By Alice Park / Rio de Janeiro
Updated: August 22, 2016 2:24 AM ET | Originally published: August 20, 2016

In his first interview since it was revealed that his story about being held at gunpoint in Rio was untrue, Ryan Lochte said he “overexaggerated that story.”

“If I had never done that, we wouldn’t be in this mess,” Lochte told Matt Lauer in an interview that aired on NBC on Saturday. “None of this would have happened.”

While Lochte admitted that he inflated the robbery story, he remained adamant that he had been out of sorts after a gun was pointed at him and three other American swimmers — Gunnar Bentz, Jack Conger and Jimmy Feigen. Pressed by Lauer to acknowledge that he was not a victim of a robbery, as he had initially and insistently claimed, Lochte said, “It’s how you want to make it look like. Whether you call it robbery, whether you call it extortion or us paying just for damages — we don’t know. All we know was a gun was pointed our direction and we were demanded to give money.”

Originally, Lochte told NBC’s Billy Bush that he and the three swimmers were in a taxi headed back to the Olympic Village from a party at France House when they were pulled over by thieves impersonating police, who pulled guns and demanded they get on the ground and relinquish their money.

That version of events soon unraveled, and on Saturday, Conger offered another version of events. In a statement, Conger said that the group pulled into a gas station in order to use the restroom. Instead, they ended up relieving themselves against a wall, and Lochte damaged a sign, Conger wrote. When confronted by armed security to pay for the damage, the group offered $20 in U.S. currency and about $33 in Brazilian reais.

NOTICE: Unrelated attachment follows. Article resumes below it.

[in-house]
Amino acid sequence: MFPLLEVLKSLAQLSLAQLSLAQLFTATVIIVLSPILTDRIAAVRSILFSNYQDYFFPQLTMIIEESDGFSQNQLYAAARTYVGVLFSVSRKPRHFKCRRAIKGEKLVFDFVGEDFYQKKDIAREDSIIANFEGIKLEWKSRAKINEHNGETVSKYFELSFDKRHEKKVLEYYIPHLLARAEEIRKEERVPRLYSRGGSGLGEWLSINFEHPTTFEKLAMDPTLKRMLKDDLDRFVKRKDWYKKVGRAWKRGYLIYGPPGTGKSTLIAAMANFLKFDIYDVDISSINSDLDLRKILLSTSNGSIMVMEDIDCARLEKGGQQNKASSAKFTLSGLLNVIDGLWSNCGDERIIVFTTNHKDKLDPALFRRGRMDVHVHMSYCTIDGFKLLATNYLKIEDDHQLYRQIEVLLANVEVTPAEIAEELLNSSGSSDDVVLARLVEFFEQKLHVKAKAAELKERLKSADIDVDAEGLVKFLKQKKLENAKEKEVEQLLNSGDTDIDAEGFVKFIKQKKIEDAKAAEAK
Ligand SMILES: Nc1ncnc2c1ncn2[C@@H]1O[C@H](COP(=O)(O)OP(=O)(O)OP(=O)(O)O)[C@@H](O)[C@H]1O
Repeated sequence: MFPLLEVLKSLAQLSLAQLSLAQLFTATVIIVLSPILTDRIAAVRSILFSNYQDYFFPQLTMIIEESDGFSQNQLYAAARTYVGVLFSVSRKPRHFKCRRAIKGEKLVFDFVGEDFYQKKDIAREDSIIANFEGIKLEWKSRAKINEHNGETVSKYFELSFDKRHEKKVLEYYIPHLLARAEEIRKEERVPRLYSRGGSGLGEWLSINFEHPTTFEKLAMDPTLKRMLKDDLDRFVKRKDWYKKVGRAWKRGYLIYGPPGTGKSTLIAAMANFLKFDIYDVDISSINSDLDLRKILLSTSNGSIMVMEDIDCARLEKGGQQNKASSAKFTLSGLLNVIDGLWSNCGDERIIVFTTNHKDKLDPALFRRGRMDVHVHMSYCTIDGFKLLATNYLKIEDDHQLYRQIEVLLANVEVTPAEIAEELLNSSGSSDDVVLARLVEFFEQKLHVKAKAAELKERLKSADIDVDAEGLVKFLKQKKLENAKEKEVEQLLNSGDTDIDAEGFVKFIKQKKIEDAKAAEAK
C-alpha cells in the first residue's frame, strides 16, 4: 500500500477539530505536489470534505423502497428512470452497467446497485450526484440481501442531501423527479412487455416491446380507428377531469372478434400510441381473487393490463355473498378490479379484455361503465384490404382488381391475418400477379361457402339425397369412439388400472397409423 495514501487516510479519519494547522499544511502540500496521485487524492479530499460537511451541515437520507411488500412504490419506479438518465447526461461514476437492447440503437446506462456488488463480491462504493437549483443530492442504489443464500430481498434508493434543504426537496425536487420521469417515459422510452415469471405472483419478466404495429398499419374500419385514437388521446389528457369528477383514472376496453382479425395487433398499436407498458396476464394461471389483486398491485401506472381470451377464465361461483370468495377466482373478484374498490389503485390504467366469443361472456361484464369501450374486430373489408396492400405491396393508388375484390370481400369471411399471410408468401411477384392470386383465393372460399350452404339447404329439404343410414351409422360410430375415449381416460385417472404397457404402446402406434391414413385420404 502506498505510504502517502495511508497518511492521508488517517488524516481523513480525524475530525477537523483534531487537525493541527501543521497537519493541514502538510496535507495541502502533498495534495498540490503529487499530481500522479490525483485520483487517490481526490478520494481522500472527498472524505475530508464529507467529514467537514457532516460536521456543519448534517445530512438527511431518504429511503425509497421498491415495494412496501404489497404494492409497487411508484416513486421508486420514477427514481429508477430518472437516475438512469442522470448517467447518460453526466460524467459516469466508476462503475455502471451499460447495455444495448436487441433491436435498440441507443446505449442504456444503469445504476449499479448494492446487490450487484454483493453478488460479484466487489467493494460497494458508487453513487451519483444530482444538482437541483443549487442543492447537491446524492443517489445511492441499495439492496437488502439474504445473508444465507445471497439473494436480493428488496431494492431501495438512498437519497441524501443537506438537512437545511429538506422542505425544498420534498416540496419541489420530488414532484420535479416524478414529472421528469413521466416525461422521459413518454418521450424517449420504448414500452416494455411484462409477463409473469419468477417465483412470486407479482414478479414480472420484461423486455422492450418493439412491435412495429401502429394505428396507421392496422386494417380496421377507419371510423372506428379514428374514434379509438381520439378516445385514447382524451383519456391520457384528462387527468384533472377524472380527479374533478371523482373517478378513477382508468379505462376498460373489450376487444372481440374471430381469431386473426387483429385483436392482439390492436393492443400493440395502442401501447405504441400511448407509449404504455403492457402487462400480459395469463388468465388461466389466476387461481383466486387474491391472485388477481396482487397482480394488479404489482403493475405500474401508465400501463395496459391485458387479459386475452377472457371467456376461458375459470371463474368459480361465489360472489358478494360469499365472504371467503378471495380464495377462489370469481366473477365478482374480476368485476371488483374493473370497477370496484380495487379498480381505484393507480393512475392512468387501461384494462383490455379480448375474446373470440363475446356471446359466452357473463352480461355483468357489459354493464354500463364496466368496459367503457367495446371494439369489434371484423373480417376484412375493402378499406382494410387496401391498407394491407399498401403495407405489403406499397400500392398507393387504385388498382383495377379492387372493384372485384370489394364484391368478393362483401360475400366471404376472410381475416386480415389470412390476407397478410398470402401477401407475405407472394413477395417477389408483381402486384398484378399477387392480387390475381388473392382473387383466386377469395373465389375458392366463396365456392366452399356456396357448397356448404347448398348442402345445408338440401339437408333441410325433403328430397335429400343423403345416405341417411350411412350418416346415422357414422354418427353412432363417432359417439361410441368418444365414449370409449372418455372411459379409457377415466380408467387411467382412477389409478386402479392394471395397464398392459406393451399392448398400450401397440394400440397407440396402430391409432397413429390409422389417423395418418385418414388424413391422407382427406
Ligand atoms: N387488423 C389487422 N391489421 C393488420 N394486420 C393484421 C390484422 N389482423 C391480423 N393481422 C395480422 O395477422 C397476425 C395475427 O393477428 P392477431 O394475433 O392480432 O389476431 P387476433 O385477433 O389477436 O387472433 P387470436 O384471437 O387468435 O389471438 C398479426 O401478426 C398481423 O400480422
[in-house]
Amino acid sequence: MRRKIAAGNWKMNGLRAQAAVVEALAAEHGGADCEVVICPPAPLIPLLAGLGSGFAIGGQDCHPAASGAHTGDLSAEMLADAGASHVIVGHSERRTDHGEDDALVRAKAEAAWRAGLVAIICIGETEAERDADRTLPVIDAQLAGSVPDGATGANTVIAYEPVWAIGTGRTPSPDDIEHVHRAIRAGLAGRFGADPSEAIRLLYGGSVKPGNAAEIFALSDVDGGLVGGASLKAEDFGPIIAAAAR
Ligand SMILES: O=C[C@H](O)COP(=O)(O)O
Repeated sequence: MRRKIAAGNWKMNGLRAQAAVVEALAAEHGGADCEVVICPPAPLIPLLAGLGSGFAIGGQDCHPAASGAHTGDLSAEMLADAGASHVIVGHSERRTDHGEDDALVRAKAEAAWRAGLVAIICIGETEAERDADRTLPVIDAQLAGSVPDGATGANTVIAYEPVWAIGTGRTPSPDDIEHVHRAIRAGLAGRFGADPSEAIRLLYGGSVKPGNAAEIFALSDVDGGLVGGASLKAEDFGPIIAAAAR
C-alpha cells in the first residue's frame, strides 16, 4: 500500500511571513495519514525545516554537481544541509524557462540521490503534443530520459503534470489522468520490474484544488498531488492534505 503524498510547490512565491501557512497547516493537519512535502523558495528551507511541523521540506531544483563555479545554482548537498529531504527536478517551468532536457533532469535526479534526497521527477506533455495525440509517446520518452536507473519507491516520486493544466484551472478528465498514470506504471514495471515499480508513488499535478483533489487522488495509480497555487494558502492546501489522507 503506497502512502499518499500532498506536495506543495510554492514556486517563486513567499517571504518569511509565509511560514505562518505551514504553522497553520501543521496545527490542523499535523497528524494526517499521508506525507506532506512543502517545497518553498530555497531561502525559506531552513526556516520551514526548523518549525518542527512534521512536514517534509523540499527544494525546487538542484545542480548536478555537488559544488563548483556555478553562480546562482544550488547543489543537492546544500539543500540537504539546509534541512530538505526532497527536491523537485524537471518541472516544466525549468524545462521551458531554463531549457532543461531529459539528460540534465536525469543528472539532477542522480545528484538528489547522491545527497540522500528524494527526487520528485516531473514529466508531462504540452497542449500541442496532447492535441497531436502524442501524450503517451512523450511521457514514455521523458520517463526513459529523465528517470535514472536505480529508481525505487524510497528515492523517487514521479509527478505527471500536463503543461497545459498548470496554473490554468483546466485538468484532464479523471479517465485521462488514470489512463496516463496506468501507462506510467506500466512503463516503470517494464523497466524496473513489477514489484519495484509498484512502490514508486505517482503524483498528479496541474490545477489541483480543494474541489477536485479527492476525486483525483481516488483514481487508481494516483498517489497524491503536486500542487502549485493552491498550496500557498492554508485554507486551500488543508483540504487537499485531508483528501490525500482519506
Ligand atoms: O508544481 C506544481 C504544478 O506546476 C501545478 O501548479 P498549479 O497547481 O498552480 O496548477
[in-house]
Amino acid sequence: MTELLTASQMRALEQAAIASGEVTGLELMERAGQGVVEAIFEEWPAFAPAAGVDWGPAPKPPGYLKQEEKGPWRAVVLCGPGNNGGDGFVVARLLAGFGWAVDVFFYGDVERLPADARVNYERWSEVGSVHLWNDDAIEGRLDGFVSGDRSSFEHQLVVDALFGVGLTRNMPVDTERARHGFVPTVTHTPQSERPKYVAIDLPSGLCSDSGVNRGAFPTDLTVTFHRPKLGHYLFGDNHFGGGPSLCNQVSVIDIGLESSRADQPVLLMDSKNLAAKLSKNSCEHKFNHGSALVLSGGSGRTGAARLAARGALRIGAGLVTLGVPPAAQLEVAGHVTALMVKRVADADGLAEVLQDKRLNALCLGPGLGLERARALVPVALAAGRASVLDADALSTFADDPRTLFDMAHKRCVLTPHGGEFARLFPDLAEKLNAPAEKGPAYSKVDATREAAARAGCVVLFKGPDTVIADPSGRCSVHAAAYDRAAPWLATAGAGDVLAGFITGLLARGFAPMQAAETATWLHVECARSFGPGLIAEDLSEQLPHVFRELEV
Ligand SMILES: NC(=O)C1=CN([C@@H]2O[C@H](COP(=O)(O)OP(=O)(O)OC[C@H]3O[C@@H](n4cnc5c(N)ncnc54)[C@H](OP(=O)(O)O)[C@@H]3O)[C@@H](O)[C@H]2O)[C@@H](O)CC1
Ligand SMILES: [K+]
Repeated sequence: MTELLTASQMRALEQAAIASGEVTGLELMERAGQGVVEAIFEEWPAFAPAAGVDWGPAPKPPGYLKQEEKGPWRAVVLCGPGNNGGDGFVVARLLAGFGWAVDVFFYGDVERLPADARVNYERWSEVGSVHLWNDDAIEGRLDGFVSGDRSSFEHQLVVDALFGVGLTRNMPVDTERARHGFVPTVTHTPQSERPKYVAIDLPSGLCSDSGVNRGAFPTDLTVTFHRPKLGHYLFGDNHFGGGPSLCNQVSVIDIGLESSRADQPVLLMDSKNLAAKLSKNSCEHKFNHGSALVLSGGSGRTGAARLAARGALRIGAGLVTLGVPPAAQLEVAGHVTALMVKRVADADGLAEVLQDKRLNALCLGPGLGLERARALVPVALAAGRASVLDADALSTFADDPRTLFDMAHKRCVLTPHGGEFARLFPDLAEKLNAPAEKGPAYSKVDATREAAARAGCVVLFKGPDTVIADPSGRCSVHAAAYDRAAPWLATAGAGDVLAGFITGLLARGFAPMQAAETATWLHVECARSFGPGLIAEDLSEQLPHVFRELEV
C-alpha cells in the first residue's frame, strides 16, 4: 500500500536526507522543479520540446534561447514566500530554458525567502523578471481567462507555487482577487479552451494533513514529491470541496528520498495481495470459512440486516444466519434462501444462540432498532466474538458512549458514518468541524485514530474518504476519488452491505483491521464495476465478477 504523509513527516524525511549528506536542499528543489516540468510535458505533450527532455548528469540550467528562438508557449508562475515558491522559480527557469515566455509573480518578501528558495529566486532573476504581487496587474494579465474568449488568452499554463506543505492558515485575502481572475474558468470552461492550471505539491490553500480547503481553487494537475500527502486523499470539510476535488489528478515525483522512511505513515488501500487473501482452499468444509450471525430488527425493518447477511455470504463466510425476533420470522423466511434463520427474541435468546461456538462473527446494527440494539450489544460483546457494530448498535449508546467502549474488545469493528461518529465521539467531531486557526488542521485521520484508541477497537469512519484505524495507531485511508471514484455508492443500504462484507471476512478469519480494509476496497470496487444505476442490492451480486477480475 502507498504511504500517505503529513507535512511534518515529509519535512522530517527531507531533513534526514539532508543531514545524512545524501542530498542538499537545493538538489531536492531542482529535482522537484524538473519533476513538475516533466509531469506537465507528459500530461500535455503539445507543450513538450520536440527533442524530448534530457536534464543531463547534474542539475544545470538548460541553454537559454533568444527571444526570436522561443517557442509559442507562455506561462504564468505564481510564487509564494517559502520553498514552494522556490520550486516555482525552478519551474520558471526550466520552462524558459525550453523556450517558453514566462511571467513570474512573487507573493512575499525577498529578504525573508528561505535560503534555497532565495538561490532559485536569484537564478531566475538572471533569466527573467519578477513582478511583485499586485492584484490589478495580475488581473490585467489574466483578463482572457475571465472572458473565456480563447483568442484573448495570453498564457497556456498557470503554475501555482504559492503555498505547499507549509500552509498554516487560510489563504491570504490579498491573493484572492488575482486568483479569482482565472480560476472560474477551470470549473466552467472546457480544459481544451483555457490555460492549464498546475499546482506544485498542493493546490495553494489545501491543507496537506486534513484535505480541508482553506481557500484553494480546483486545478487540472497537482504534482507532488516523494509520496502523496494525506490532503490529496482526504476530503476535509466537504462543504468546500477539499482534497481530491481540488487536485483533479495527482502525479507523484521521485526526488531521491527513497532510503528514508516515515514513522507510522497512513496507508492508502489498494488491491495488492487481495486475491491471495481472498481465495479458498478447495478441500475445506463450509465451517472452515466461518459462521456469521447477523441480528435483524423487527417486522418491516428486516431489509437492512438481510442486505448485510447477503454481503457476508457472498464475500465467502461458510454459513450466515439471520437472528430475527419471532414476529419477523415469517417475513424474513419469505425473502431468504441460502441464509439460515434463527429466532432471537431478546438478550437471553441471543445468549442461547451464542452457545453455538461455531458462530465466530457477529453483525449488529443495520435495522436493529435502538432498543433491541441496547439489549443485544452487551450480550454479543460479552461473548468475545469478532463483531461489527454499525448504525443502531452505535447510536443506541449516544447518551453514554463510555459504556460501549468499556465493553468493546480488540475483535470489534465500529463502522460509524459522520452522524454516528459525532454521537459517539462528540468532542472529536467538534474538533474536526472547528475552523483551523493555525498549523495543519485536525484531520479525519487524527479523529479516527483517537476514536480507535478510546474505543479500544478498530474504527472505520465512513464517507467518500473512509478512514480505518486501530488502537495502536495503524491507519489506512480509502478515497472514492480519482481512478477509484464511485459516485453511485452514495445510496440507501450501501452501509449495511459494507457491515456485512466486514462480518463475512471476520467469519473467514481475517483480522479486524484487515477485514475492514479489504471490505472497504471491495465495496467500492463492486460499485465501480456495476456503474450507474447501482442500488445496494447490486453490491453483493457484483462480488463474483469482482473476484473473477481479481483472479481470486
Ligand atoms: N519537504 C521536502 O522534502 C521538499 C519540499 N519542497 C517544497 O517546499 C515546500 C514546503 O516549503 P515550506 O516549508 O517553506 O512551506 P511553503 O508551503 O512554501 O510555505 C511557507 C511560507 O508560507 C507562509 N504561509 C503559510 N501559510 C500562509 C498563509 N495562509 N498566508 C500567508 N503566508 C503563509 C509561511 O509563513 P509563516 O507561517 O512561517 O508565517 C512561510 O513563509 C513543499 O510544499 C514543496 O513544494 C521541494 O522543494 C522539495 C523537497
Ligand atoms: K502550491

“We just wanted to get out of there,” Lochte said in the interview with Lauer. “There was a gun pointed in our direction and we were all frightened. We just wanted to get out of there as quick[ly] as possible. The only way we knew was this guy was saying you have to give money. We gave money and we got out.”

While he said, “I’m taking full responsibility” and admitted that “I definitely had too much to drink that night,” Lochte stopped short of fully explaining why he fabricated the story about being randomly targeted and held up at gunpoint.

That remains a glaring omission in this strange tale, which has been seen as a slap in the face in a country sensitive about its reputation for crime and proud of its general ability to keep it at bay during the Olympics. Lochte’s antics and misleading attempts to explain it also detracted attention from the achievements of his fellow Olympians, particularly the U.S. swimming team’s extraordinarily strong run in Rio. He expressed contrition, but stopped short of full culpability.

In a statement posted earlier on Twitter and again in his NBC interview, Lochte apologized for that distraction. “They put on a great Games,” he said. “My immature, intoxicated behavior tarnished that a little.”

To his fellow athletes, he said, “I took away from their accomplishments, and that’s what I think hurts me the most.”

More of the interview will air on NBC’s Today show on Monday.

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